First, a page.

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(Pocket-lint) - The Portal Go is a more portable version of the smart video calling device within Facebook's range, complete with a different form-factor for convenient conversations with loved ones. 

Facebook has effectively taken the Portal concept and made it more interesting in the Go: you are able to now move it around the house with its carry-handle, but also use it as a portable speaker, digital photo frame, as a tool for work meetings, and more besides. 

But is the Facebook Portal Go worthwhile and will you use its full spectrum of features? We've been living with it for a number of weeks to find out. 

Smart calling capabilities

  • 12-megapixel Smart Camera with 125-degree field of view
  • 4-mic array, smart Sound AI noise cancellation
  • 2x 5W full-range speakers, 1x 20W woofer
  • Privacy shutter and mic switch

Ignoring its portability the main appeal of the Facebook Portal Go is its smart calling capabilities. That's its main role after all, in letting you easily video call friends and families, but the Go has been designed to do much more too. 

This device has a large 10.1-inch display, which fills up most of the front of the device, with the remaining space taken up by the camera and microphones. The back has a pleasant fabric finish reminiscent of retro-styled speakers, plus a carry handle that enables you easily move it around your home. 

Portability is obviously one of the main selling points here - after all, you could otherwise just buy a 'standard' Portal. The Go is instead designed to be a portable speaker, not just a convenient video calling device. As such it's intelligently built with a decent battery life and an easy-to-use charging dock. There's no need to faff about plugging cables in either, as you can just drop the Go onto its small dock when it needs power and grab and go when you need to use it. 

For music playback, it works with Spotify, Pandora, iHeartRadio, Deezer and Tidal. It's remarkably loud considering its size and delivers a punchy sound with reasonable warmth. With the touchscreen interface it's easy enough to navigate through the various menus to find the songs you want to listen to too. But we found the "Hey Portal" commands far less savvy and responsive compared to something like an Amazon Echo device - the mics just don't work as well in our opinion.

Pocket-lintFacebook Portal Go review calling photo 3

There is good news though: Portal has the ability to connect with the Alexa app. So you can integrate Amazon Alexa and use the commands you may well already be used to, while still using the "Hey Portal" commands if you wish. Sadly, it's not easy to ask Alexa or Portal to play a video on YouTube - there's no app for that - but you can watch via a browser. Essentially Portal go has some flexibility but nowhere near the same smarts as an Amazon Echo or Google Home device (although, saying that, even Amazon's own can't offer YouTube natively).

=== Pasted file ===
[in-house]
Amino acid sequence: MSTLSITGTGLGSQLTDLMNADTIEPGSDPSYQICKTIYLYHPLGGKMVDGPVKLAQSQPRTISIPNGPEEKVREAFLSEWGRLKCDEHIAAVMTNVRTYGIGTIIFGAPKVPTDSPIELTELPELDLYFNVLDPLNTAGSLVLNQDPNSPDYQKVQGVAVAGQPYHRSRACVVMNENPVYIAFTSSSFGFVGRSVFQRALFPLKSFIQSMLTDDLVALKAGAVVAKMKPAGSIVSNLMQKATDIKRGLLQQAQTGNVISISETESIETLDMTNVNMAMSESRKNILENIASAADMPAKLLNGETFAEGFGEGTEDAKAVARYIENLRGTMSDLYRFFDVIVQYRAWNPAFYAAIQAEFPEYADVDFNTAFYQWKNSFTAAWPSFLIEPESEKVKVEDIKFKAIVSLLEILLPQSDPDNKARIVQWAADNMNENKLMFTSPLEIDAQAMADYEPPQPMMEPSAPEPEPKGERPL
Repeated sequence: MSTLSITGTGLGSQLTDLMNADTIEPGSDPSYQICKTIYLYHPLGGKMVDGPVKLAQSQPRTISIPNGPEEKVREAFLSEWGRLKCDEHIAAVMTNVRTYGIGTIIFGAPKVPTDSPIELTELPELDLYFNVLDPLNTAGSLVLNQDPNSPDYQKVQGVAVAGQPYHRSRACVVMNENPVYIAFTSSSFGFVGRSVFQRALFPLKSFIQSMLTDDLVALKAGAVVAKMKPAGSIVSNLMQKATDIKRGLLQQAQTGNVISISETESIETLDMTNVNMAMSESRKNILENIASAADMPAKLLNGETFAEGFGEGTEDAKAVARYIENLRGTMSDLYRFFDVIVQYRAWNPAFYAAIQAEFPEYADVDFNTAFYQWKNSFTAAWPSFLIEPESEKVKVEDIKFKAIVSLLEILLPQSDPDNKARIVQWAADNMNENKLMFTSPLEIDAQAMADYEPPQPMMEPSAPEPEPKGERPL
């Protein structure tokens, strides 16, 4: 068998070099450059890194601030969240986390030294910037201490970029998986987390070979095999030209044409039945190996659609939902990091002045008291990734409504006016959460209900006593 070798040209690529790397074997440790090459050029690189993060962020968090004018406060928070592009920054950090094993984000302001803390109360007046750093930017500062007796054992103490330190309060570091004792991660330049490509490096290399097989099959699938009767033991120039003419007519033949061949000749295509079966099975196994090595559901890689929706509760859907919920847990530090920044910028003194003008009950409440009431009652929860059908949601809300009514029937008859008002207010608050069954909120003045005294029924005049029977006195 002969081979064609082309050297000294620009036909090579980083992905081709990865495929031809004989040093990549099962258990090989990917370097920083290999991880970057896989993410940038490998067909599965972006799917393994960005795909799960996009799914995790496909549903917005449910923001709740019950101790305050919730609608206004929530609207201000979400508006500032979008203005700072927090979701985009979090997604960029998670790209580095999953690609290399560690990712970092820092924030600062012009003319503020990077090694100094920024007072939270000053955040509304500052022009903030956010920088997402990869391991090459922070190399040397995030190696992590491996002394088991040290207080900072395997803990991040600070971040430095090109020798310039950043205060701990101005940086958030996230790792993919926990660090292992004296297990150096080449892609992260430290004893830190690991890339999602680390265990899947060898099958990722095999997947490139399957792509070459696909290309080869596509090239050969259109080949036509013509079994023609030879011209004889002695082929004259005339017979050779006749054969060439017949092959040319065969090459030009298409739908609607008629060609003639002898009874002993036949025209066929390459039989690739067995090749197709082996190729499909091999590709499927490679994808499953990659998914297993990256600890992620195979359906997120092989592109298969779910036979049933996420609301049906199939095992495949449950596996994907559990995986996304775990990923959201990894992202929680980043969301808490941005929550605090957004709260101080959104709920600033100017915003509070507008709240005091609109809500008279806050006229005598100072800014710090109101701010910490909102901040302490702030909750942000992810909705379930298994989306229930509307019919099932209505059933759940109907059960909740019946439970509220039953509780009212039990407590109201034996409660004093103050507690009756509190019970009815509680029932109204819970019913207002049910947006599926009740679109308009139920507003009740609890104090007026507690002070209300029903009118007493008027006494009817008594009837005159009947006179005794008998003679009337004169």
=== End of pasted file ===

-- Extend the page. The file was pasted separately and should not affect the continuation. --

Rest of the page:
Adaptive display

  • 10.1-inch adaptive display, 800 x 1280 resolution
  • Dimensions: 173.7 (H) x 256.5 (W) x 78.7mm (D)
  • Built-in rechargeable 44 Whr li-ion battery
  • Up to 5h calling / 14h audio playback

The Portal Go features a 10.1-inch adaptive display with an 800 x 1280 pixel resolution, so it's essentially the same specification as the original Facebook Portal, but the display on the Portal Go is presented in a much nicer way. The overall design of the device makes for a much more pleasant fit in the home. When not in use it can be nestled neatly away on a shelf or table and works as a wonderful digital photo frame.

You can also use it for more productive things. It's designed to work with Google Calendar and Outlook so you can see your week at glance with ease. You can use it to get the news, browse Facebook, search Google, and watch content via Facebook Watch. Ask Alexa and you can also be shown recipes. 

Calls are what Portal is built for though, which is where it shines. Like the other Portal products in the line-up, the Go is designed with two things in mind - privacy and smart calling. 

It has a system that includes a 12-megapixel camera with an ultra-wide field of view and a smart camera that uses artificial intelligence (AI) to follow you around the room. That camera system also intelligently accounts for other people on the call too. So when we used it to call Granny with the kids lurking around the room, the Go accounted for the people and kept them all in the frame. Even when the children had ants in their pants and couldn't stop fidgeting.